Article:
The Magicians Magicians Anonymous Review

After three episodes of dealing with (and for the most part, dealing with it well) the impact and ramifications of the Season 4 finale, this week’s episode of The Magicians, “Magicians Anonymous,” focused more on looking forward than dealing with the pain of the past. This shift in focus also caused the episode to be more plot-driven than character-based, but the change in pace is a good one, and the episode moves each storyline forward while setting up the Armageddon-level stakes for the rest of the season.

Speaking of storylines, let’s start with Kady’s. She was absent last week, but we start “Magicians Anonymous” with her at the magicians’ equivalent of a Narcotics Anonymous or Alcoholics Anonymous meeting. During the session, she confesses how she was relieved rather than ashamed when she thought she fell off the wagon. And the irony is, of course, that she has since found out she must drop acid in order to find out who took the Book Depository (apparently moving something that large requires traveling to a realm that is only accessible by taking said drug). The good news for her? Dean Fogg is also at the MA meeting, albeit in disguise. He takes the drugs for her (he’s an alcoholic, not a drug addict after all!?), but she takes her own pill and comes along. The two spend the rest of the episode high as a kite in a psychedelic realm, and ultimately find the Emperor who can give Kady the information on where the depository is.

There is a cost to that information, of course: Dean Fogg must in the realm forever as “payment,” and Dean Fogg agrees (though he better be back in future episodes!). We end the episode with Kady back in plain old New York City with a note that says the building is in Hell’s Kitchen. I’m worried for her—Kady is my favorite character and since she’s now officially fallen off the wagon (albeit for a good cause), she’s in a vulnerable state. I also wonder when/how her storyline will intermingle with the others’—for now I’ve got nothing, except that maybe her depository-stealing foe is the same or at least connected to (or maybe even able to help stop?) the harmonic convergence that’s taking up Julia’s time. Or maybe the Depository stealer is related to the Dark King? His family is from Earth after all…we’ll have to wait and see to find out. 

Speaking of Julia and magical beings’ need to sacrifice one thing in order to gain something else, let’s go to her storyline this week. She’s working on stopping the latest Armageddon, which will be brought upon the Earth by a rare harmonic convergence. Julia summons the goddess Clarion—the goddess of melody—to help stop it. And Clarion can stop it, of course (she’s a goddess, after all), but just like the Emperor, she wants something in return—to become human so she can become a rock star. Julia agrees to this by cajoling The Binder–a personified book who speaks in the third person and transformed Julia back into a human being when she was a goddess—to do so. Before Julia can make the trade, however, she finds out Penny23 is close to death from a mysterious signal tuned into his Traveler senses. Clarion says she can save him, but that if she does, she won’t stop Armageddon. One gift, one wish—that’s the deal. (Though how will she become a rock star if the world ends?) Julia chooses Penny23, but again the choice comes with a price—Penny has lost his traveling abilities as a result. It also turns out that Penny’s traveler student—the one who first heard the signal—is actually a Chatwin, and she decides to go after the signal on her own and stop it.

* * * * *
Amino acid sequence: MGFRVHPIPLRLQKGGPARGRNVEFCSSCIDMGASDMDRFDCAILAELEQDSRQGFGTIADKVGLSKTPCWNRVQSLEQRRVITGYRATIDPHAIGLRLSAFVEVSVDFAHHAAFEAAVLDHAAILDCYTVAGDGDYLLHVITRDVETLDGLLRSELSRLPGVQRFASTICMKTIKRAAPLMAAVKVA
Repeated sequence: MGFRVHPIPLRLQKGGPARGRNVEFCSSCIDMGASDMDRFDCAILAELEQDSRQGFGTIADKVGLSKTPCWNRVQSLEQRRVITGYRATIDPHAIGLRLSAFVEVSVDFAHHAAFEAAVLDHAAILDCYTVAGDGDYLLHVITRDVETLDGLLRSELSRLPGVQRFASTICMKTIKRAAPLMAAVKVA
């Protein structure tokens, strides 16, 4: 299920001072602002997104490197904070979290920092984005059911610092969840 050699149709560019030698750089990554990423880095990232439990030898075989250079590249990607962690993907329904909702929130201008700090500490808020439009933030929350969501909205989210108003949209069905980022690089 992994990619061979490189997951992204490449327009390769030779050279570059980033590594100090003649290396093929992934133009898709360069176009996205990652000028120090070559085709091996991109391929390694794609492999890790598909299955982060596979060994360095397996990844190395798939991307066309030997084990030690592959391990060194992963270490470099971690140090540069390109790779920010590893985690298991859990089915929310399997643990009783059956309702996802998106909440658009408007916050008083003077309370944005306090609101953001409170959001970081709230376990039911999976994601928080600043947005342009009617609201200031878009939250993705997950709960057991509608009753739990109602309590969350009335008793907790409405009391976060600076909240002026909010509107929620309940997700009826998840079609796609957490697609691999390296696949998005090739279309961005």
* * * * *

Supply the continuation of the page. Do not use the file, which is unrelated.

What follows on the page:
At the end of the episode, Julia and Penny regroup with Alice and Zelda (who Alice picked up from the Library before it was overrun by Visigoths) to figure out how to save the world from the harmonic convergence. They no longer have a goddess who can stop it, and they don’t have any of the Library’s books on harmonic convergence (the Visigoths have those now). But they do have Zelda. And she, being Zelda, knows how to stop it! It’s almost impossible, but not complicated: all they have to do now is move the moon.

Speaking of moons, ack in the land of two moons (AKA Fillory), Eliot and Margo push forward their storylines by getting close with the Dark King. The Dark King is still keen on Eliot, it seems, and asks him to be his court magician, while Margo is a member of his Centurion guard. There are some people trapped by the Takers in the woods, and the Dark King and his Centurions go off to rescue them while the rest of Fillory looks on via the Dark King’s own state-controlled media station, which shows him being heroic in battle. The Dark King defeats the Takers, but is severely weakened afterwards. And after the rest of Fillory has tuned out, Margo and the rest of the Centurion guards search the house in order to find an elf hiding there. Margo, who first spotted the elf with her elven eye, is horrified but does a decent job hiding it, and follows orders to take the elf into custody. There’s clearly more going on here than the Dark King’s news channel would have the people of Fillory realize, and we can be sure Margo will get to the bottom of it. 

And so another hour of The Magicians ends. This was a connective episode, one whose main purpose is to move the characters along their respective paths, and as such wasn’t as poignant or deep as, for example, the episode before it. But a show needs variety, and this one does a good job of setting up the stakes for the remaining season. I’m ready to keep watching to see how things play out, both in terms of the show’s current mysteries (who is the Dark King?) and how our characters will be impacted by everything that happens to them. 

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